one gay Muslim; and another pastor wrote a two page discourse
rebuking and contradicting our view of scripture and distributed it
to his congregation of more than 500.
Like Paul, we were "in the market place" and the "public places of
discourse," that is we were live on public radio explaining over the Nairobi
airwaves the scriptures as pro-LGBT and we were published in the
paper giving testimony to an inclusive God. Like Paul, we were "warned"
on more than one occasion to be careful for our safety. Like Paul, many
who needed our message sought us out: one Anglican minister who
already publicly was known for being pro-LGBT came and identified
himself with us, being with us almost daily. Like Paul, we labored to leave
behind a group that would continue the ministry after us, thus we
worked with MCC, established an Other Sheep East African board
with mission and vision statements, and established a PFLAG. Like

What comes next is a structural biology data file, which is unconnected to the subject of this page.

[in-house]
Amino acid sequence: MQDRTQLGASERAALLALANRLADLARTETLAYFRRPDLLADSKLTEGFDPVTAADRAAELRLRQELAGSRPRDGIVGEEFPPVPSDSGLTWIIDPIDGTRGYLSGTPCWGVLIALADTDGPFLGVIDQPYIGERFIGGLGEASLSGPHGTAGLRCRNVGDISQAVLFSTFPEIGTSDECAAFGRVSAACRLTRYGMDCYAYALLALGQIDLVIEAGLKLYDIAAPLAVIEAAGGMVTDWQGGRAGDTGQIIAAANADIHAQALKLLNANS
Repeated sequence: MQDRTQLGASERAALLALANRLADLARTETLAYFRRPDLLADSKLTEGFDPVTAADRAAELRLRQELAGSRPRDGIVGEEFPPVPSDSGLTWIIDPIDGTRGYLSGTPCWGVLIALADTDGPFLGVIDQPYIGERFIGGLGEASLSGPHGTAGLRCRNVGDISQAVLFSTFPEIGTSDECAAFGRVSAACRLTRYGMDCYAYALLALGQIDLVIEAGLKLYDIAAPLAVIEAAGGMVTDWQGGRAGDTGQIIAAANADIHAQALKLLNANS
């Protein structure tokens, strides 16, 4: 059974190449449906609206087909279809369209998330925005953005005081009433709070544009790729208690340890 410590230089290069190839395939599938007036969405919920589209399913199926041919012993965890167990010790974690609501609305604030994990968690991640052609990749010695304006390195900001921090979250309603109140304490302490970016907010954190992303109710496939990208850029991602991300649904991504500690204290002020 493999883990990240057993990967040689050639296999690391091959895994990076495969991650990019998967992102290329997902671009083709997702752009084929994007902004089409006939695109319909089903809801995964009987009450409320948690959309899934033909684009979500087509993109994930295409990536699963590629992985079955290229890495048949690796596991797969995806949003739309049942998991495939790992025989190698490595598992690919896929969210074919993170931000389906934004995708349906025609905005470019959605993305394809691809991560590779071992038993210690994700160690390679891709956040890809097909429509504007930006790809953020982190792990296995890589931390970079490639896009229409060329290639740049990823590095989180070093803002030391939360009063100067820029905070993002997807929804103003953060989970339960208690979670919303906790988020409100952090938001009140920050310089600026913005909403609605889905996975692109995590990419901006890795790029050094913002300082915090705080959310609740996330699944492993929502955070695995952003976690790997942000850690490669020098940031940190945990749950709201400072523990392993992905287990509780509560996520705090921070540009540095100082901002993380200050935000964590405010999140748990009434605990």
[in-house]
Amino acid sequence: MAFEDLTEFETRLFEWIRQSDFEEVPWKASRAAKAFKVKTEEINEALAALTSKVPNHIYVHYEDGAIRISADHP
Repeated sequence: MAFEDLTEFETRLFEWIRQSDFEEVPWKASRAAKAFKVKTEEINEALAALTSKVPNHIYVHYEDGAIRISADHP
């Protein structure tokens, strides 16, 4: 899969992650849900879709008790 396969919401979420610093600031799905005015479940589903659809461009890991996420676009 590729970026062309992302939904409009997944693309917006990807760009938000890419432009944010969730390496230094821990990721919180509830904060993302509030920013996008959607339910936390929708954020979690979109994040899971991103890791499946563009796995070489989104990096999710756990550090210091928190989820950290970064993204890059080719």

Paul, on our last day and just before two brethren took us away by car to
the airport, we parted from "the company of" LGBTs like the Ephesian
elders had parted from Paul – with tears and long embraces.
And, if you will allow, on a less serious note, like Paul we suffered
"shipwreck" – well, ok it wasn't a ship, but a bus. On two different
occasions we had to abandon the bus we were riding and wait for a
replacement. Also, on a less serious note, like Paul with his John Marks
turn back experience, Jose came close to completely backing out of any
further work, wanting to return to the USA, when it was misreported that
the police had put out a public notice for our whereabouts. (Unlike Paul, I
chose not to separate from Jose!)
continued on page 3 How I felt, A reflection